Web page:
Microsoft and Hewlett-Packard recently found themselves in the unwanted public spotlight of a congressional hearing for, in the words of U.S. Sen. Carl Levin, using “loopholes and gimmicks” and “schemes” to “shift income to offshore tax havens,” costing the U.S. Treasury billions of dollars in the process.
It was a wonderful opportunity for political posturing and pontificating. Microsoft got its shots in too, issuing a statement that the company “has a complex business and we must comply with the complicated tax code of the United States, resulting in an exceedingly complex tax structure. That is why we’ve advocated for reforms to simplify the U.S. tax code and make it more competitive with the rest of the world.”
The hearing got relatively muted coverage, competing for attention as it did with a rancorous presidential campaign, a shaky economy and a steadily deteriorating international scene.
That wasn’t the only reason. For all the bloviating about tax scofflaws, Levin’s opening statement didn’t accuse either company of actually breaking the law. What both companies do is perfectly legal. And the complexity of the federal tax code is hardly news. Nor is the pointlessness of most hearings. Americans having learned long ago to tune them out as noise.
Obscured by all that noise is a larger point that neither side is likely to acknowledge, much less make. Yes, the tax code is complicated. The reason: Everyone involved – politicians, businesses, even individuals – wants it that way.
The game played by everyone is to pretend they have no idea how we got such a bloated blob of a tax code. But those loopholes and gimmicks did not write themselves and then sneak into the Federal Register when no one was looking. They got there because someone wanted them there, to encourage or discourage certain activities or behaviors, to advance some cause or just to reduce someone’s tax bill.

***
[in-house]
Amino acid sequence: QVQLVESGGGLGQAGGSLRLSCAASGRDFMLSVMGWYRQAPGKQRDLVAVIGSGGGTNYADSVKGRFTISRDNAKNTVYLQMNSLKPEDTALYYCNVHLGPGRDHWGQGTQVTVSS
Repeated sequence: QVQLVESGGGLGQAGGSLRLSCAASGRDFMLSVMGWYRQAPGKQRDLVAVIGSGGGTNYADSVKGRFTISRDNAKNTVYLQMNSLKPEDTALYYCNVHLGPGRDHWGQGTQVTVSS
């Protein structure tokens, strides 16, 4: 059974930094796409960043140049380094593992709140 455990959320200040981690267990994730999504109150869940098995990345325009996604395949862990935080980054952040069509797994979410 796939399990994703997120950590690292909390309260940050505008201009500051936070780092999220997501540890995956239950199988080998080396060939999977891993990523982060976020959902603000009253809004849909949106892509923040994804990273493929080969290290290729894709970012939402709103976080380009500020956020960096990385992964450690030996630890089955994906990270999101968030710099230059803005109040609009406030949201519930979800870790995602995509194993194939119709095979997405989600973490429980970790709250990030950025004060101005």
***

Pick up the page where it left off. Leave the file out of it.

The politicians were more than happy to oblige. What easier way to buy votes than with someone else’s money?
Thus tax codes at every level are laden with special provisions, incentives and exemptions that benefit various and multiple constituencies. Microsoft, Boeing and other Washington companies and industries are beneficiaries of complexities in the tax code that they may have even put in a good word for. One dares say that there have been a few efforts by the federal government to assist companies in Levin’s home state, Michigan, through the tax code or other means (not to mention any names, but a car company with the initials GM comes to mind).
Simplifying the tax code isn’t difficult. News Tribune readers could probably write a more straightforward tax code on their lunch break and still have time to run an errand.
But does anyone really want that?
You readers, for example. The forms you fill out (and curse) in the weeks leading up to April 15 could be boiled down to a postcard – provided you’re willing to give up the mortgage-interest deduction, education and child-care credits, write-offs of charitable contributions and all the other line items that quite legally reduce taxable income.
No? Probably no more than Microsoft, HP, Boeing, GM and thousands of other companies and industries are willing to give up their pet tax provisions. And certainly no more than politicians are willing to give up the power to dole out tax benefits.
In his statement, Levin said he hoped the hearing would “generate some enthusiasm to fix” the code. Oh sure – the rhetoric to “fix” the tax code, from all sides, is deafening.
But the underlying and sincere enthusiasm to do so? You’ll get more reverberation out of feathers landing on carpet.
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